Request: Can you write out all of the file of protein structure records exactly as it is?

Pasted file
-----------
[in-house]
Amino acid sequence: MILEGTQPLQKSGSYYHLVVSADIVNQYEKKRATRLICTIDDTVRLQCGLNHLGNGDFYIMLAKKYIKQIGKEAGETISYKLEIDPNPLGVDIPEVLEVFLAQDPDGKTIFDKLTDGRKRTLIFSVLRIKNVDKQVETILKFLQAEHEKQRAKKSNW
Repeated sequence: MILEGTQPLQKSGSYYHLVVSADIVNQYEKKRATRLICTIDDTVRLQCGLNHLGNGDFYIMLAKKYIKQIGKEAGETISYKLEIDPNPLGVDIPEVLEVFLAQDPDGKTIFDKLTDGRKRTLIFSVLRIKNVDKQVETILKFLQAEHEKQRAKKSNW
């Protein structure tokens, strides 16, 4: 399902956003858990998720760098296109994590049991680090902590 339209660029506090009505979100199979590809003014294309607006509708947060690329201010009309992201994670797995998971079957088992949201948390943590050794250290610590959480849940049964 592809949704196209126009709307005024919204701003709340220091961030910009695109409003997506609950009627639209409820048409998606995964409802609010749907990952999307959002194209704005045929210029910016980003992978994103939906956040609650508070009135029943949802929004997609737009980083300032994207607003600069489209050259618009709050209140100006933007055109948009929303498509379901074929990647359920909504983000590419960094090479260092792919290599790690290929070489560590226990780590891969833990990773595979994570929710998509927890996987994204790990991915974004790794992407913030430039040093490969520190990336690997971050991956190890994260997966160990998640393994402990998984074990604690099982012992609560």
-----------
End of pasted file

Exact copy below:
[in-house]
Amino acid sequence: MILEGTQPLQKSGSYYHLVVSADIVNQYEKKRATRLICTIDDTVRLQCGLNHLGNGDFYIMLAKKYIKQIGKEAGETISYKLEIDPNPLGVDIPEVLEVFLAQDPDGKTIFDKLTDGRKRTLIFSVLRIKNVDKQVETILKFLQAEHEKQRAKKSNW
Repeated sequence: MILEGTQPLQKSGSYYHLVVSADIVNQYEKKRATRLICTIDDTVRLQCGLNHLGNGDFYIMLAKKYIKQIGKEAGETISYKLEIDPNPLGVDIPEVLEVFLAQDPDGKTIFDKLTDGRKRTLIFSVLRIKNVDKQVETILKFLQAEHEKQRAKKSNW
């Protein structure tokens, strides 16, 4: 399902956003858990998720760098296109994590049991680090902590 339209660029506090009505979100199979590809003014294309607006509708947060690329201010009309992201994670797995998971079957088992949201948390943590050794250290610590959480849940049964 592809949704196209126009709307005024919204701003709340220091961030910009695109409003997506609950009627639209409820048409998606995964409802609010749907990952999307959002194209704005045929210029910016980003992978994103939906956040609650508070009135029943949802929004997609737009980083300032994207607003600069489209050259618009709050209140100006933007055109948009929303498509379901074929990647359920909504983000590419960094090479260092792919290599790690290929070489560590226990780590891969833990990773595979994570929710998509927890996987994204790990991915974004790794992407913030430039040093490969520190990336690997971050991956190890994260997966160990998640393994402990998984074990604690099982012992609560």